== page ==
[0062]
The encryption and decryption algorithms EA_{i }and DA_{i }can use either all specified parameters explicitly or use only an arbitrary subset of the specified parameters explicitly and be independent of all specified parameters not included in the particular subset.

[0063]
To reduce the necessary calculation time the following special cases are especially advantageous:

[0064]
The encryption algorithms EA_{i }depend only on the last encryption key EK_{i}, the last chosen partial key PK_{i+1 }and the original data/messageD/M_{i}

ED _{i} =EA _{i}(EK _{i} ,D _{i} ,PK _{i+1}) resp. EM _{i} =EA _{i}(EK _{i} ,M _{i} ,PK _{i+1}). (17)

[0065]
Encryption key generator EKG_{i+1 }only depends on the last chosen partial key PK_{i+1}

EK _{i+1} =EKG _{i+1}(PK _{i+1}), (18)

[0066]
with the trivial example EK_{i+1}=PK_{i+1}. In this case an attacker can actually, after decryption of the i^{th }data/message ED/M_{i}, decrypt the i+1^{st }data/message ED/M_{i+1 }and therefore all following encrypted data resp. messages. Such a system only offers perfect backward security and no forward security.

[0067]
This disadvantage can be fixed by an additional dependence of enryption key generator EKG_{i+1 }on the basic encryption key EK_{0}=BEK:

EK _{i+1} =EKG _{i+1}(EK _{0} ,PK _{i+1}), (19)

DK _{i+1} =DKG _{i+1}(DK _{0} ,PK _{i+1}). (20)

[0068]
An attacker able to decrypt the i^{th }data/message ED/M_{i }reveals the i^{th }decryption key DK_{i }as well as the i+1^{st }partial key PK_{i+1}. Nevertheless, this knowledge alone is neither sufficient to determine the i+1^{st }decryption key DK_{i+1 }nor to decrypt the i+1^{st }data/message ED/M_{i+1}, because it requires the additional knowledge of basic decryption key DK_{0}=BDK. But the attacker could after decryption of several encrypted data/messages potentially guess the secret key using statistical methods.

[0069]
The basic encryption key BEK and/or basic decryption key BDK can be further protected against statistical analysis of the final encryption keys EK_{i }and/or decryption keys DK_{i }by an additional dependence of encryption key generators EKG_{i+1 }on all previous used encryption keys EK_{0}, . . . , EK_{i}

[0070]
[0070]EK _{i+1} =EKG _{i+1}(EK _{0} , . . . ,EK _{i} ,PK _{i+1}) (21)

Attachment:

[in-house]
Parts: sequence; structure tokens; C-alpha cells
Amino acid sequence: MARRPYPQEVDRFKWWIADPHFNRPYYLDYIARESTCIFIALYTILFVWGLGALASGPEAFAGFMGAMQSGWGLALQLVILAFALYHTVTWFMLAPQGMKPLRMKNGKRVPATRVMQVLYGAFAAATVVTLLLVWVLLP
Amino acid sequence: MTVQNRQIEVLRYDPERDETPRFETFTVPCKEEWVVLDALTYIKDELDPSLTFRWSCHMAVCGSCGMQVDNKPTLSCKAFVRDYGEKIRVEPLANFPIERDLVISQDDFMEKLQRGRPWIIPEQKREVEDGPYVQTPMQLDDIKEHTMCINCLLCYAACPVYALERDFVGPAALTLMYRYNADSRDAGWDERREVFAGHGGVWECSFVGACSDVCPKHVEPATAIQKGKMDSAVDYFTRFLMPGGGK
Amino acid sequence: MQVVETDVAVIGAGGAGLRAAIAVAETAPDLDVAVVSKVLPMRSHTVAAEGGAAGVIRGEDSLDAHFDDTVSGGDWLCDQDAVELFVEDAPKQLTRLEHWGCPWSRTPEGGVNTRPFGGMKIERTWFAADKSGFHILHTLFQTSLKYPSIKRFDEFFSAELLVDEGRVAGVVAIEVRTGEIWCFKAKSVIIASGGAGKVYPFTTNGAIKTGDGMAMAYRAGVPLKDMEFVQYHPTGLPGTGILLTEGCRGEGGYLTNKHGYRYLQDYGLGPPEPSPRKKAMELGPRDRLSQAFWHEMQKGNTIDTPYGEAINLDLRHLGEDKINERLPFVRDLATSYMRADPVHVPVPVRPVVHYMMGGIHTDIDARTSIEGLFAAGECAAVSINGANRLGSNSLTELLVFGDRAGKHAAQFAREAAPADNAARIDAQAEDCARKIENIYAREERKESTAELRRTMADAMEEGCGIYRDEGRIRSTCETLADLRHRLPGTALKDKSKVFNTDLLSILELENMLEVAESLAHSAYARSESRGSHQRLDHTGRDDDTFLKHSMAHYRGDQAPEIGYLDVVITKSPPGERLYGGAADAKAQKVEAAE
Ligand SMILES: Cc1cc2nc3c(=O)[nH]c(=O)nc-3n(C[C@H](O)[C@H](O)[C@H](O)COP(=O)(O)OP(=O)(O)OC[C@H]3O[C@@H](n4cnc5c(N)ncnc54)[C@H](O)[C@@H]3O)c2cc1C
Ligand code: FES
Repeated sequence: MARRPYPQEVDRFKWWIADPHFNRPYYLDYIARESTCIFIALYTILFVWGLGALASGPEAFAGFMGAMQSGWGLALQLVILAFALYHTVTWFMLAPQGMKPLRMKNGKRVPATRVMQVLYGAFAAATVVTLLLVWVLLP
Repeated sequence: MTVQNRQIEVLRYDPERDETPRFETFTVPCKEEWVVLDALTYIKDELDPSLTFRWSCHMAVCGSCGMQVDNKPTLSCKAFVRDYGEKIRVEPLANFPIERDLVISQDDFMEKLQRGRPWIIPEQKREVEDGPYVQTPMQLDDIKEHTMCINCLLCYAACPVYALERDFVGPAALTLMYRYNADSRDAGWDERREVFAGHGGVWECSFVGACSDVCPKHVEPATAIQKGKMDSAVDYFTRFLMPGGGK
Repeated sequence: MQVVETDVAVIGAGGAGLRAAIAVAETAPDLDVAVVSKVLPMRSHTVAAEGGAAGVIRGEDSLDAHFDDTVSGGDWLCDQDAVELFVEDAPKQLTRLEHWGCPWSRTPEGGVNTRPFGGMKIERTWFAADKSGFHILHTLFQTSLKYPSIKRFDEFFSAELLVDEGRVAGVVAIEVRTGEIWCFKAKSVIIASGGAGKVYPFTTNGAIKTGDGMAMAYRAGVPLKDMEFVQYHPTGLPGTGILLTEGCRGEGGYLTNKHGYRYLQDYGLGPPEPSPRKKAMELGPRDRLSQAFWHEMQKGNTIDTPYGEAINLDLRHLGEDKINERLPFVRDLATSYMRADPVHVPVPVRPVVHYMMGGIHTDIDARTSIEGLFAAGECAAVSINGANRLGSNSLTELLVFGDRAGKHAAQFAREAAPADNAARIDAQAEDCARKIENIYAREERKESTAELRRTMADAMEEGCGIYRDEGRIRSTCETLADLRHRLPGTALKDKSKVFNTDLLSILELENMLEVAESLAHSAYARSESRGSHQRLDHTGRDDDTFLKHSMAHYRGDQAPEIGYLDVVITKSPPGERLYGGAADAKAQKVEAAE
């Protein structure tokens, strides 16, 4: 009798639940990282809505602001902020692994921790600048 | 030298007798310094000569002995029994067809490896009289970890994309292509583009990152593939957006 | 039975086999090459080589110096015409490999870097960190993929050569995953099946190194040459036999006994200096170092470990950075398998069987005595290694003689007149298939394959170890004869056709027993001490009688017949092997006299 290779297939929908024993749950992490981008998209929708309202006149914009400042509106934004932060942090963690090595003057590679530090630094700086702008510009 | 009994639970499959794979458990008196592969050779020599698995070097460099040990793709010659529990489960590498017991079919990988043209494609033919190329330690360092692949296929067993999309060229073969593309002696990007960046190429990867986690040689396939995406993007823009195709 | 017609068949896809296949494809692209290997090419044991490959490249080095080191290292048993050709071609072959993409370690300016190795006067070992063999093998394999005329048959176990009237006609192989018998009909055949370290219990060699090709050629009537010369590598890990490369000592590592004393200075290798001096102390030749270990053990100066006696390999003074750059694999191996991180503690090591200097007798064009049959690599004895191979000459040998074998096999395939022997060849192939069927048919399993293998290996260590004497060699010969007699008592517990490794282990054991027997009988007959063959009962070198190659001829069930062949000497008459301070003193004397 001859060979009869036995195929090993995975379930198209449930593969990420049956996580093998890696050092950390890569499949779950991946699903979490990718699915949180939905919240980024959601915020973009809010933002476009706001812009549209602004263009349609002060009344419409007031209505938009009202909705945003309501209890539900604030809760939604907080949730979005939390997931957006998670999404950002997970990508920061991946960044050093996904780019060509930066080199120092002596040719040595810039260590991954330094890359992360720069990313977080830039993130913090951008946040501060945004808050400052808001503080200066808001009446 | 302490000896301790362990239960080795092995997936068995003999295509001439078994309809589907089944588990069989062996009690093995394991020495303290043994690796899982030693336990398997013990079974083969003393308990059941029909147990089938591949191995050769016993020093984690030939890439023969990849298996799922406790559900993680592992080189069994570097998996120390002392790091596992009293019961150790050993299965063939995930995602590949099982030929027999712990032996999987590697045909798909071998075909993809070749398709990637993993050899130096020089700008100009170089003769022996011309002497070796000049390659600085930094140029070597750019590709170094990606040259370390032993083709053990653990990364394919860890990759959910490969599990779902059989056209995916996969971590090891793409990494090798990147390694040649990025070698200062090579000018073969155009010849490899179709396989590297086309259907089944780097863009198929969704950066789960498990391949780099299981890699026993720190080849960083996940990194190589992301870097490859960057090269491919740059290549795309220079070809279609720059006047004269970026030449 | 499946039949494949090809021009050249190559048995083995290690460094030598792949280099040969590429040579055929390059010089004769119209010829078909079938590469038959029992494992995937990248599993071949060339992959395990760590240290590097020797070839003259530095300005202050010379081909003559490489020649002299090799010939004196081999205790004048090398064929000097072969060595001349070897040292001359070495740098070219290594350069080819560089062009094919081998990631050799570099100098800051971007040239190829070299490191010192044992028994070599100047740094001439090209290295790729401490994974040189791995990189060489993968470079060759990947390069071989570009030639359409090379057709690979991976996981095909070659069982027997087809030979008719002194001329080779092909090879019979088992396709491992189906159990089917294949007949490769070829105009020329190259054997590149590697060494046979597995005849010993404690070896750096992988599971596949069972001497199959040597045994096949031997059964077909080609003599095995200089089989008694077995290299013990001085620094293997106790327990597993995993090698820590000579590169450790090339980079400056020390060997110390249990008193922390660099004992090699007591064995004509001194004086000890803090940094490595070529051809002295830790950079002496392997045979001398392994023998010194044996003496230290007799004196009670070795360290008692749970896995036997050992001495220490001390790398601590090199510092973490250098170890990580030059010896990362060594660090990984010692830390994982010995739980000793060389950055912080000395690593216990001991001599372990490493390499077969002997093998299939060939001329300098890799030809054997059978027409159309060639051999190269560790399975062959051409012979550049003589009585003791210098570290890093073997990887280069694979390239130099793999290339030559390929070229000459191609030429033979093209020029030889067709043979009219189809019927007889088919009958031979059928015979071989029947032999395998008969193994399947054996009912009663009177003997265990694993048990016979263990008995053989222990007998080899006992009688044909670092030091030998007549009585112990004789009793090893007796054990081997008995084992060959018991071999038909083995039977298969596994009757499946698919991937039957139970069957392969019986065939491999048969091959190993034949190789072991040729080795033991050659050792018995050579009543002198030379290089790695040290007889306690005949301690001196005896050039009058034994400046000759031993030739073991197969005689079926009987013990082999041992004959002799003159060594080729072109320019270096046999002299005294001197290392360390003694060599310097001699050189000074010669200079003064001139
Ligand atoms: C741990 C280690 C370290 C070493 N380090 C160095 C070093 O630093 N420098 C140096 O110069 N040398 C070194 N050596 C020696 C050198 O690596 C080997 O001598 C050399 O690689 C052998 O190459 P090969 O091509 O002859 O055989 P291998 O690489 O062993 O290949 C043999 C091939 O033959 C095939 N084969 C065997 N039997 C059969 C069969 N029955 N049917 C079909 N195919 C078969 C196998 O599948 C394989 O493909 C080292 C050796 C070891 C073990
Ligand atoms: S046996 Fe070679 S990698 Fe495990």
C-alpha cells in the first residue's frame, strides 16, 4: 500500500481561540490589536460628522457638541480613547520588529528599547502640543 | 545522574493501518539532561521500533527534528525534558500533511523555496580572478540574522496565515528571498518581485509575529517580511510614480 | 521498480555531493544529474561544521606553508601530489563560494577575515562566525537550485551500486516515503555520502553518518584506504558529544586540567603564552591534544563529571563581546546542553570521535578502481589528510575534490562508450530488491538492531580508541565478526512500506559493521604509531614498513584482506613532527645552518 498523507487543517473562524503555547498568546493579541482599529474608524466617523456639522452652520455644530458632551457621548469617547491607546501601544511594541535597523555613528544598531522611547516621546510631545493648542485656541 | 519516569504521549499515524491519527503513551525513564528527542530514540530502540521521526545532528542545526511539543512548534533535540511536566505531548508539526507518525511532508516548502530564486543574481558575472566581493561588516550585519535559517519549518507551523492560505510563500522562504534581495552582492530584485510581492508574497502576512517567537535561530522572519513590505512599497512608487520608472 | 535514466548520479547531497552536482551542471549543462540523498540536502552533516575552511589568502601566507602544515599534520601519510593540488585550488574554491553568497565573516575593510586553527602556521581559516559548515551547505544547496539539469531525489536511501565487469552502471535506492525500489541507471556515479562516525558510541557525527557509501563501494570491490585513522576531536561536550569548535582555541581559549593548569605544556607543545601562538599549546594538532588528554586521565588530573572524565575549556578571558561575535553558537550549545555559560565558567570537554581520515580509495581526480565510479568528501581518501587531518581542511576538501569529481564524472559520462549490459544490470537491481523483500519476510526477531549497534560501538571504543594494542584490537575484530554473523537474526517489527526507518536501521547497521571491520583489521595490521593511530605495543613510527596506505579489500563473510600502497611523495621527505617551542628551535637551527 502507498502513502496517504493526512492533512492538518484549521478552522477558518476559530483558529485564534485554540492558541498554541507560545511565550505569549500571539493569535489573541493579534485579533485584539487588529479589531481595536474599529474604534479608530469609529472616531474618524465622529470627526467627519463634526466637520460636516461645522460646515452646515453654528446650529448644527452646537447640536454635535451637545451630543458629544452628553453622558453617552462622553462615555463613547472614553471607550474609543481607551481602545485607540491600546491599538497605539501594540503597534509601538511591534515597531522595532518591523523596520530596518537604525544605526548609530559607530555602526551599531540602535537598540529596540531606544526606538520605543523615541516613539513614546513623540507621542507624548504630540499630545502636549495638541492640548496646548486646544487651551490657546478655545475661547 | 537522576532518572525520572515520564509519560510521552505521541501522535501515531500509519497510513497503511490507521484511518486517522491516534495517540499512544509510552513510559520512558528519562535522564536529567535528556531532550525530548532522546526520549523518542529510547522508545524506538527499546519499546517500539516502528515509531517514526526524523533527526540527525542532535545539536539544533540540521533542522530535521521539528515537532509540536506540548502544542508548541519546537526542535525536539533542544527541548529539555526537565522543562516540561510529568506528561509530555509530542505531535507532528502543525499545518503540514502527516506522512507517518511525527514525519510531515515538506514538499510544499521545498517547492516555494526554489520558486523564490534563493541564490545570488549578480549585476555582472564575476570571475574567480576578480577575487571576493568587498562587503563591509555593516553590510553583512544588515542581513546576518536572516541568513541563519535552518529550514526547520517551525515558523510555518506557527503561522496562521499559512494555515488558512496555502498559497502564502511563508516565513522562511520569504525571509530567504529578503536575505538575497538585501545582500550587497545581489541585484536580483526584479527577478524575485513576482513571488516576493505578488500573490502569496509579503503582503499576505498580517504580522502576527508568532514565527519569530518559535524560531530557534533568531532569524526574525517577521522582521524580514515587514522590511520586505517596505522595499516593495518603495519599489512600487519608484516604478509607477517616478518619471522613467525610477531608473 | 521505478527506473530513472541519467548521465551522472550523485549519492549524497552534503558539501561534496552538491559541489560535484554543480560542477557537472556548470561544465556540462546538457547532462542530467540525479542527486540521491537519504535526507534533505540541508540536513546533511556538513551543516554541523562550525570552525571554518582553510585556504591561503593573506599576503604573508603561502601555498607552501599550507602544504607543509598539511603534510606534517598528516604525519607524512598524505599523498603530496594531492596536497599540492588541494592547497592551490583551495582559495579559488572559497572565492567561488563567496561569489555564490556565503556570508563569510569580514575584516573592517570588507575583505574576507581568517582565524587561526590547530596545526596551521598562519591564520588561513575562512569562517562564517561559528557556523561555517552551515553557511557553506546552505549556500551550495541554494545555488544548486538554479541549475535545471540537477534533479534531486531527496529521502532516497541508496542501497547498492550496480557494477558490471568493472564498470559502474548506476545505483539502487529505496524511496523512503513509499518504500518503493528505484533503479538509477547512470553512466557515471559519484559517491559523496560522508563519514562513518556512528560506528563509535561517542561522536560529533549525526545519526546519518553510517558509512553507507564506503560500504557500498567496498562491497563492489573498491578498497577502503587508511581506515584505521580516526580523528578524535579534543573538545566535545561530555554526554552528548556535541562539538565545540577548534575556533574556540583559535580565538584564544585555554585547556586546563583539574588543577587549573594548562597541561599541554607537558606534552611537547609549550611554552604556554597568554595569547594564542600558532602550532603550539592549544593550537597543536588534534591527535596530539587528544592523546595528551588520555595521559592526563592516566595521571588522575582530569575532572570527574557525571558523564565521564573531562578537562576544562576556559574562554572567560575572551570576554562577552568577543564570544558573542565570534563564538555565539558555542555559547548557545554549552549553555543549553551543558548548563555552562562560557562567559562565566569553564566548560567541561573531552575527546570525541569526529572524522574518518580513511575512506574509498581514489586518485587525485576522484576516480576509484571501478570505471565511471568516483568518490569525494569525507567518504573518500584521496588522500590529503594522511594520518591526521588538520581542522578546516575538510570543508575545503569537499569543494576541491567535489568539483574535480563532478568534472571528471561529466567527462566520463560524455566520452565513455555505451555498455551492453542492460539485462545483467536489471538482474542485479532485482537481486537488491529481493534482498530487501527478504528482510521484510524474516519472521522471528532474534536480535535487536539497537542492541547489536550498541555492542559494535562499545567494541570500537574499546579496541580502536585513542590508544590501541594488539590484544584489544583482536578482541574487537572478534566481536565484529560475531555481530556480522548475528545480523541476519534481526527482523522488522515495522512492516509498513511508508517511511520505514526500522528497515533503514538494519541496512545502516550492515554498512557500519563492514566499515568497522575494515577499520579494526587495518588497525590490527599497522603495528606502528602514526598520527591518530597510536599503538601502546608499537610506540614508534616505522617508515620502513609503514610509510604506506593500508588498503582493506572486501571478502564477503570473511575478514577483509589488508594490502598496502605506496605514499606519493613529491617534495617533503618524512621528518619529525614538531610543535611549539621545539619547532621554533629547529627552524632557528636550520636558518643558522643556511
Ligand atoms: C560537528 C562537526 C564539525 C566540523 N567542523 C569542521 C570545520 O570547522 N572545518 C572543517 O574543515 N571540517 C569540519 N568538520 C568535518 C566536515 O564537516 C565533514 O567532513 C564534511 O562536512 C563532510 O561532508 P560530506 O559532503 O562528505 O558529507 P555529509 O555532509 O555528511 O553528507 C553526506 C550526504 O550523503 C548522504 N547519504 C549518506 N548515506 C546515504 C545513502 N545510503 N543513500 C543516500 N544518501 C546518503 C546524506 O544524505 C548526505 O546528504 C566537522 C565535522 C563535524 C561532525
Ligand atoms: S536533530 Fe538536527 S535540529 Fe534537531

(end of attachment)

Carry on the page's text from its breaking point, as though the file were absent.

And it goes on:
[0071]
and of decryption key generators DKG_{i+1 }on all previous used decryption keys DK_{0}, . . . , DK_{i}

[0072]
[0072]DK _{i+1} =DKG _{i+1}(DK _{0} , . . . ,DK _{i} ,PK _{i+1}) (22)

[0073]
or with an additional dependence on original data/messages D/M_{0}, . . . , D/M_{i}

EK _{i+1} =EKG _{i+1}(EK _{0} , . . . ,EK _{i} ,D/M _{0} , . . . ,D/M _{i} ,PK _{i+1}) (23)

DK _{i+1} =DKG _{i+1}(DK _{0} , . . . ,DK _{i} ,D/M _{0} , . . . ,D/M _{i} ,PK _{i+1}) (24)

[0074]
or with an additional dependence on the previous partial key PK_{1}, . . . , PK_{i}

EK _{i+1} =EKG _{i +1}(EK _{0} , . . . ,EK _{i} ,D/M _{0} , . . . ,D/M _{i} ,PK _{1} , . . . ,PK _{i} ,PK _{i+1}). (25)

DK _{i+1} =DKG _{i+1}(DK _{0} , . . . ,DK _{i} ,D/M _{0} , . . . ,D/M _{i} ,PK _{1} , . . . ,PK _{i} ,PK _{i+1}). (26)

[0075]
In all of these cases the attacker requires the knowledge of the complete encryption history, to determine from a single decrypted data block/message ED/M_{i }the decryption key for the following data/message DK_{i+1}. Choosing absolute random numbers as partial key PK_{i+1 }significantly hardens the encryption method against statistical analysis of the final encryption/decryption keys to determine the basic encryption and/or decryption key. Because of the increasing dependence on the absolutely randomly selectable partial keys PKthe distribution of the final encryption and decryption keys converges with increasing number of iterations towards a uniform distribution containing less and less exploitable statistical information.

[0076]
The weakest point of the presented encryption methods is indeed the very first message encrypted with the plain basic encryption key BEK=EK_{0}. This point can be fortified by using a particularly strong encryption algorithm EA_{0 }and/or a particularly long basic encryption key BEK=EK_{0}. In addition, the system could be initially trained in a protected environment by exchanging a fixed number of encrypted data blocks/messages via a separate communication channel—like a special network path, via telephone, in writing, per firmware or per separate storage media, which is—with very high probability—inaccessible to potential attackers. Already encryption key EK_{1}=EKG_{1}(EK_{0}, PK_{1}) resp. decryption key DK_{1}=DKG_{1}(DK_{0}, PK_{1}) of the second encrypted data/message ED/M_{1 }contains with PK_{1 }the first random component. With each iteration the weight of the random components in the final encryption/decryption keys increases by the next partial key PK_{i}.

[0077]